|Still a force to be reckoned with... Aung San Suu Kyi|
She was triumphantly greeted by her admirers and supporters at the front gate of her house that was previously blocked by police. Someone handed her flowers and she put them in her hair, a symbol that she's back.
In the grainy video footage she looks the same, a bit older, but still her graceful yet fiesty self.
The jubilant crowd was so noisy that reporters who were there said they could hardly hear her even though they were up close to her. They were singing the national anthem, cheering and chanting. Finally the Nobel Peace Prize laureate was able to say a few words.
"Than you for welcoming me like this," she said. "We haven't seen each other for so long, I have so much to tell you." She promised she would have more to say tomorrow at the headquarters of the National League for Democracy which had to disband if it was not going to stand for the elections that were held only a few days ago.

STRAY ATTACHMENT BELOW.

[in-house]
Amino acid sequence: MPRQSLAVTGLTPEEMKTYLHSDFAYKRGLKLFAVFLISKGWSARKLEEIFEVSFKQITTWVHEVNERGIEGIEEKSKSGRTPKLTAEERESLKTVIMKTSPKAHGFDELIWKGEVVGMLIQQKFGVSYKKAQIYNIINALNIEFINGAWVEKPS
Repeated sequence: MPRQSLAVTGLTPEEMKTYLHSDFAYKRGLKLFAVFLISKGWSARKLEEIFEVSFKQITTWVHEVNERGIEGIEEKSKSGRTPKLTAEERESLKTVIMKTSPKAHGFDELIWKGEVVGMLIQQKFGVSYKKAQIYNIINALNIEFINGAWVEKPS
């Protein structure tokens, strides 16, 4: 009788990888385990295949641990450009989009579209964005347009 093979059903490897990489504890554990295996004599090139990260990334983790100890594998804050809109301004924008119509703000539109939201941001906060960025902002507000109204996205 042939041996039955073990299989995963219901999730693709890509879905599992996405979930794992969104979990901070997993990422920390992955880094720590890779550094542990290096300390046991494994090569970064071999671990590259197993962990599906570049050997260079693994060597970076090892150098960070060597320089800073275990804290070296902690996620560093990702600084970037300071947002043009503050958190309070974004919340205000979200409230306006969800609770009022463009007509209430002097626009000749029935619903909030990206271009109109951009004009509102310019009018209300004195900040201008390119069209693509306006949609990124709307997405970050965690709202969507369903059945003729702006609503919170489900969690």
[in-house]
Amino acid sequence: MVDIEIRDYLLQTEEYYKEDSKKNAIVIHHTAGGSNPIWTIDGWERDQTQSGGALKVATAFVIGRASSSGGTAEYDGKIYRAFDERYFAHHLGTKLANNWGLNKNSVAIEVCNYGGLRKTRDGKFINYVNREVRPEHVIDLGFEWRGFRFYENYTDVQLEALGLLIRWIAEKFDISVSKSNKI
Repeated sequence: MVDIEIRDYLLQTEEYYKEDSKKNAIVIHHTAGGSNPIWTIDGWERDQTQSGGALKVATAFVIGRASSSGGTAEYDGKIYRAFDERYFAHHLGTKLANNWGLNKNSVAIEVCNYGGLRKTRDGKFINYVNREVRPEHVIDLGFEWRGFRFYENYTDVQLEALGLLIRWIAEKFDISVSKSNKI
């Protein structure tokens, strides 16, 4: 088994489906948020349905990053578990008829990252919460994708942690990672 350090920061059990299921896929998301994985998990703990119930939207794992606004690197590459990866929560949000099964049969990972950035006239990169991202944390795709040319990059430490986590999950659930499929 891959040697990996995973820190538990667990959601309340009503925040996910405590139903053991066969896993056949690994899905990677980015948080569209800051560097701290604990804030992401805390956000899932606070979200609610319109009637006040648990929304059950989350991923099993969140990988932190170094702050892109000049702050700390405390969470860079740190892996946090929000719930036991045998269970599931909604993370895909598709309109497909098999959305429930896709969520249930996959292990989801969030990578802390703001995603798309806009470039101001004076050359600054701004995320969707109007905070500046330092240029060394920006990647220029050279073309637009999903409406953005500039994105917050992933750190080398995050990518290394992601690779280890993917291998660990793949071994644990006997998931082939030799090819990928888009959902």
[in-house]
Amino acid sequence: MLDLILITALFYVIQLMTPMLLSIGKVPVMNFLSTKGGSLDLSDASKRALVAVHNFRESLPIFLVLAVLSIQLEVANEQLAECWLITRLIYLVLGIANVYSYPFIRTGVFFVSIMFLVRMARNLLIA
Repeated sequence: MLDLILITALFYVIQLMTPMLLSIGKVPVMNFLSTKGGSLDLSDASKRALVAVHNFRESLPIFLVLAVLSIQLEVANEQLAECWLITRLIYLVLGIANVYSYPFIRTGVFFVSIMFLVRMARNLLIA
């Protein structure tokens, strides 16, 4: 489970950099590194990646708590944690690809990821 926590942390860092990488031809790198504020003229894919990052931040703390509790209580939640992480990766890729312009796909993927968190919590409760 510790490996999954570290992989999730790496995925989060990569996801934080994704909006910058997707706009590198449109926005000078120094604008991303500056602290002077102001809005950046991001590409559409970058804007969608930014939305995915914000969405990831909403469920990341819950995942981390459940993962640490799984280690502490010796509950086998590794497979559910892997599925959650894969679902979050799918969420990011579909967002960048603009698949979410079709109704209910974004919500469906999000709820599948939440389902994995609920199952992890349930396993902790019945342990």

"We must unite!" she said. "If we are united we can get what we want."
Her lawyer, U Nyan Win confirmed she was free, ending speculation that she was released with conditions. There were earlier reports she would not accept any conditions on her freedom. Now everyone is waiting to see how the military treats her as she seems determined to return to her political activities.
So far there has been no word if her youngest son, Kim Aris would be granted a visa to visit her.
He and his brother were brought up by their father Michael, who died in 1999, unable to fulfill his dying wish to see Suu Kyi in Myanmar. She was afraid that if she left the country to see him in the UK she would not be allowed back in.
Hopefully Aris will be reunited with his mother finally. If the military junta have the guts to free her, surely she can see her son.